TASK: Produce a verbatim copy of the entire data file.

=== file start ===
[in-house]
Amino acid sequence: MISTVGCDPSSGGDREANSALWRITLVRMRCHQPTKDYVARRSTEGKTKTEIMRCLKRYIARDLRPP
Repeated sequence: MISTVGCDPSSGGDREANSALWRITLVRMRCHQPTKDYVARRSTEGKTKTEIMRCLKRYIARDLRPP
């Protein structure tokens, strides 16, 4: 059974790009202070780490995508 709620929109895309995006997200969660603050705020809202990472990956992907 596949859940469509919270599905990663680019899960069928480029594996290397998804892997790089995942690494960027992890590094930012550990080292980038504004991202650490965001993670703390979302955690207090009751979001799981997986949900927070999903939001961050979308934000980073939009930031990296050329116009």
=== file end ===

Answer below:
[in-house]
Amino acid sequence: MISTVGCDPSSGGDREANSALWRITLVRMRCHQPTKDYVARRSTEGKTKTEIMRCLKRYIARDLRPP
Repeated sequence: MISTVGCDPSSGGDREANSALWRITLVRMRCHQPTKDYVARRSTEGKTKTEIMRCLKRYIARDLRPP
């Protein structure tokens, strides 16, 4: 059974790009202070780490995508 709620929109895309995006997200969660603050705020809202990472990956992907 596949859940469509919270599905990663680019899960069928480029594996290397998804892997790089995942690494960027992890590094930012550990080292980038504004991202650490965001993670703390979302955690207090009751979001799981997986949900927070999903939001961050979308934000980073939009930031990296050329116009």